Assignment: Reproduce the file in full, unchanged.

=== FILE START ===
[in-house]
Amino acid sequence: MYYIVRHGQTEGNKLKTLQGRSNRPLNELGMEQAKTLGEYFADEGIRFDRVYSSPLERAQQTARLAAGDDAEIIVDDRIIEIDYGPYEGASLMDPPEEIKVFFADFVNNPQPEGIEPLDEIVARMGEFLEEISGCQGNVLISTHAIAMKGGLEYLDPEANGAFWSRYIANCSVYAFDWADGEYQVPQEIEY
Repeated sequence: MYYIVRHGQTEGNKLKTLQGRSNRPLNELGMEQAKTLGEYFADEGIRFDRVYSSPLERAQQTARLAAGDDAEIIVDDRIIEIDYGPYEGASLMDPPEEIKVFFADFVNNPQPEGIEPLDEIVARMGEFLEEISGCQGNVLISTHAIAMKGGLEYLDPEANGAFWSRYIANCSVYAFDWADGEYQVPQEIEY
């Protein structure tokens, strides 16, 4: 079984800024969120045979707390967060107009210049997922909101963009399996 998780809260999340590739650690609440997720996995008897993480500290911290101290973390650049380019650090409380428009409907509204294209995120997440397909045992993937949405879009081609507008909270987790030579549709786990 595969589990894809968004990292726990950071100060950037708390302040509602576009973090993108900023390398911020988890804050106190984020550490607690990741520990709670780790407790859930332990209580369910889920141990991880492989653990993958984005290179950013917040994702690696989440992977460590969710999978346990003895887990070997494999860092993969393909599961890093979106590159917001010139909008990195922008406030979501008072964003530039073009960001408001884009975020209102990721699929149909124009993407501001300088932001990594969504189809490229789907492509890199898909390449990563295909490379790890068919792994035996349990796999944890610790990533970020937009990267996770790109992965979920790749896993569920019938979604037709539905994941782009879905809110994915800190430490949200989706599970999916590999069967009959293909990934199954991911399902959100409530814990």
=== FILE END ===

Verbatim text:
[in-house]
Amino acid sequence: MYYIVRHGQTEGNKLKTLQGRSNRPLNELGMEQAKTLGEYFADEGIRFDRVYSSPLERAQQTARLAAGDDAEIIVDDRIIEIDYGPYEGASLMDPPEEIKVFFADFVNNPQPEGIEPLDEIVARMGEFLEEISGCQGNVLISTHAIAMKGGLEYLDPEANGAFWSRYIANCSVYAFDWADGEYQVPQEIEY
Repeated sequence: MYYIVRHGQTEGNKLKTLQGRSNRPLNELGMEQAKTLGEYFADEGIRFDRVYSSPLERAQQTARLAAGDDAEIIVDDRIIEIDYGPYEGASLMDPPEEIKVFFADFVNNPQPEGIEPLDEIVARMGEFLEEISGCQGNVLISTHAIAMKGGLEYLDPEANGAFWSRYIANCSVYAFDWADGEYQVPQEIEY
């Protein structure tokens, strides 16, 4: 079984800024969120045979707390967060107009210049997922909101963009399996 998780809260999340590739650690609440997720996995008897993480500290911290101290973390650049380019650090409380428009409907509204294209995120997440397909045992993937949405879009081609507008909270987790030579549709786990 595969589990894809968004990292726990950071100060950037708390302040509602576009973090993108900023390398911020988890804050106190984020550490607690990741520990709670780790407790859930332990209580369910889920141990991880492989653990993958984005290179950013917040994702690696989440992977460590969710999978346990003895887990070997494999860092993969393909599961890093979106590159917001010139909008990195922008406030979501008072964003530039073009960001408001884009975020209102990721699929149909124009993407501001300088932001990594969504189809490229789907492509890199898909390449990563295909490379790890068919792994035996349990796999944890610790990533970020937009990267996770790109992965979920790749896993569920019938979604037709539905994941782009879905809110994915800190430490949200989706599970999916590999069967009959293909990934199954991911399902959100409530814990």